The ends of terraces, including turnrows, must be structured and maintained to prevent concentrated flow from damaging the function of the terrace. In the event that runoff outflows are necessary, runoff must be directed to a system such as a grassed waterway, a grade-stabilization structure, a filter strip, water or sediment basin, or other suitable outlet with adequate capacity to handle the runoff and prevent gully formation.
Contour farming is the use of ridges and furrows formed by tillage, planting and other farming operations following the contour to change the direction of runoff from directly downslope to across the slope. The disruption of downslope flow slows the runoff velocity and allows for more time for runoff to infiltrate the field soils thereby reducing runoff.
The effectiveness of contour farming to reduce soil erosion and increase infiltration of runoff is dependent on several factors including the amount of rainfall, the grade and height of row ridges, steepness and length of the slope, crop residue and surface roughness, and the soil hydrologic group.
Contour farming must only be implemented on slopes between 2 and 10 percent, minimum ridge height of 1 inch, in areas with 10-year rain events less than 6.5 inches/24hrs, and with a length of slope between 100 and 400 feet long.
In areas with heavier rainfall events, and/or fields with steeper or longer slopes, the function of the ridges to hold back the runoff is lessened and may result in structural failure along the contour and therefore the efficacy of this practice is potentially compromised.
Establish and maintain the rows as close to the contour as possible.
Coupling the practice with reduced tillage practices will result in the best performance of contour farming.
In strip cropping, a field is managed with planned rotations of row crops, forages, small grains, or fallow in a systematic arrangement of equal width strips following the contour across a field. Crops are typically arranged so that a strip of grass or forage (low erosional risk because of their fibrous root system) is alternated with a strip of row crop (high erosional risk; e.g., corn). The crops are planted across the slope of the land, as in contour buffer strips. This practice differs from contour buffer strips in that it allows for crops to be planted across 100% of the field area.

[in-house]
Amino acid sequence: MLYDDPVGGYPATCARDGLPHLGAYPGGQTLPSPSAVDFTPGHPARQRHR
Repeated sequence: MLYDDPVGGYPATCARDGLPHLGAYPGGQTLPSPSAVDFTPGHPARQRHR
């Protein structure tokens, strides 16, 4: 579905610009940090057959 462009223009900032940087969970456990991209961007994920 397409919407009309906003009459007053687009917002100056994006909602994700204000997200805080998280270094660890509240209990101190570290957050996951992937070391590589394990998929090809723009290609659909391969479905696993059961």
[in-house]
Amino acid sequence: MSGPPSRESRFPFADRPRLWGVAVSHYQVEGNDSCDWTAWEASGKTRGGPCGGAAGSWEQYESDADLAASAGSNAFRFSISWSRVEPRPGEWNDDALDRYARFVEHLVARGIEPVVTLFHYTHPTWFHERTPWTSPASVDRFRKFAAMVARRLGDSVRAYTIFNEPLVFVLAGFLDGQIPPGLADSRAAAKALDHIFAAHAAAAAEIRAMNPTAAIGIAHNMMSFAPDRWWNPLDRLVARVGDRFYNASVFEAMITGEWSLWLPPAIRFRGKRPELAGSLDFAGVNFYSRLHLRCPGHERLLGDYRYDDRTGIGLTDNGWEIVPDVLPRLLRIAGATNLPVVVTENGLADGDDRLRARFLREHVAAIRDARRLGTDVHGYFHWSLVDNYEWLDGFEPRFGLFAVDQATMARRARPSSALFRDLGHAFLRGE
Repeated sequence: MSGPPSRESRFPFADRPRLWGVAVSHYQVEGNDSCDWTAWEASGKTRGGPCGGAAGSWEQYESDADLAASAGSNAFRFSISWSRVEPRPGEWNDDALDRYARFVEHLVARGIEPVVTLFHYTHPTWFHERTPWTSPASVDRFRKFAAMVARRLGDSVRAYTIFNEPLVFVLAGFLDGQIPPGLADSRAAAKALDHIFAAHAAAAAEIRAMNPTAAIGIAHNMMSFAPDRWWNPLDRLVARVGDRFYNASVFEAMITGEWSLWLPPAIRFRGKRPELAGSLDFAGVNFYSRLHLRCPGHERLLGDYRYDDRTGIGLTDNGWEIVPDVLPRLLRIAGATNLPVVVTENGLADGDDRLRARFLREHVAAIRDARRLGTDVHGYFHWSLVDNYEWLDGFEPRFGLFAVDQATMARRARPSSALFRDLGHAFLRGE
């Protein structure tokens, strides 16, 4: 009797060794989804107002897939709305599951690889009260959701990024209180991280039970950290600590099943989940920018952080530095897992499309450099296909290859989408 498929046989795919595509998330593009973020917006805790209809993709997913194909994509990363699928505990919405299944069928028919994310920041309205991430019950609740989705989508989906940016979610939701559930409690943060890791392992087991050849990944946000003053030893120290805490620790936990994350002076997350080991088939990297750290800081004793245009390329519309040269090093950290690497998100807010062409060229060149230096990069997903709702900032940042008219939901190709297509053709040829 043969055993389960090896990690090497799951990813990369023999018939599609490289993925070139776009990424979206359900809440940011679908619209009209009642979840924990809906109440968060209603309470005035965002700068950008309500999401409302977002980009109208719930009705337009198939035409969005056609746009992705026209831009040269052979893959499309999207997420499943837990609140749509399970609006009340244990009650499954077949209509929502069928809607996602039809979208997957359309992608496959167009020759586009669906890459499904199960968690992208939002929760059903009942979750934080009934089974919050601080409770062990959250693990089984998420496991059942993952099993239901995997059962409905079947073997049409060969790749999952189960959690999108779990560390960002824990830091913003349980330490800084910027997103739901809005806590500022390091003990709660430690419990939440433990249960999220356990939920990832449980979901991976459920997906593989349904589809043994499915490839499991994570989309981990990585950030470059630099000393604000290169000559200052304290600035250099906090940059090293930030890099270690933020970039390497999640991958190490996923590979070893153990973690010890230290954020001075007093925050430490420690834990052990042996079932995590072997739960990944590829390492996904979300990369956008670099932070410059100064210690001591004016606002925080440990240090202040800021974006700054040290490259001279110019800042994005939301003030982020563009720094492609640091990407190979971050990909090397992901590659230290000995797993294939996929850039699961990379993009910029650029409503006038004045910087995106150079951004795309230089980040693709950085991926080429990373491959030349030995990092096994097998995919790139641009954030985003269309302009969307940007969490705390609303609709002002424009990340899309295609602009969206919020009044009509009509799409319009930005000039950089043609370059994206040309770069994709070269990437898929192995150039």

Less than half the field may be planted in row crops, and at minimum 50% of the slope must be planted with low erosional risk plants (e.g., grass plants because of their fibrous root system).
The low erosional risk crops reduce erosion, slow runoff water, and trap sediment entering through runoff from upslope areas. The practice combines the benefits of contouring and crop rotation.
Strip cropping is not as effective if the row crop strips are too wide and must only be implemented on slopes <10% slope. Establish and maintain the rows as close to the contour as possible.
Coupling the practice with reduced tillage practices will result in the best performance of contour strip cropping.
A cover crop is a close-growing crop that temporarily protects the ground from wind and water erosion during times when cropland is not adequately protected against soil erosion. Common cover crops include cereal rye, oats, clover, crown vetch, and winter wheat or combinations of those crops. Cover crops are most often recommended when low residue-producing crops such as soybeans or corn silage are grown on erodible land. Cover crops increase soil stability, reduce runoff, and reduce erodibility of field soils when not under a harvestable production system.
The cover crop must be planted after harvest of the previous season’s crop and remain on the field up to the field preparation for planting the Enlist crop.
Planting directly into a standing terminated, mowed or rolled cover crop will provide the greatest benefit for reducing runoff. Cover crops may be used in conjunction with reduced tillage practices to further reduce surface runoff from production fields.
A field border is defined as a strip of permanent vegetation established at the edge or around the perimeter of a field. A field border can reduce runoff-based erosion and protect soil and water quality by slowing the flow of water, dispersing concentrated flow, and increasing the chance for soil infiltration. Its use can support or connect other buffer practices within and between fields.
Establishment and maintenance of the field border and immediately upslope (typically a cropped area) must aim to eliminate or significantly reduce concentrated flow and promote surface sheet flow runoff.
To prevent gully erosion within a field border, concentrated flow must be broken up or redirected. This may be achieved by aligning the field border and planting rows as closely as possible in a direction that is perpendicular to the slope. Use of water bars or berms to divert concentrated flow back into the field is another useful tool to break up the concentrated flow and promote sheet flow into the border.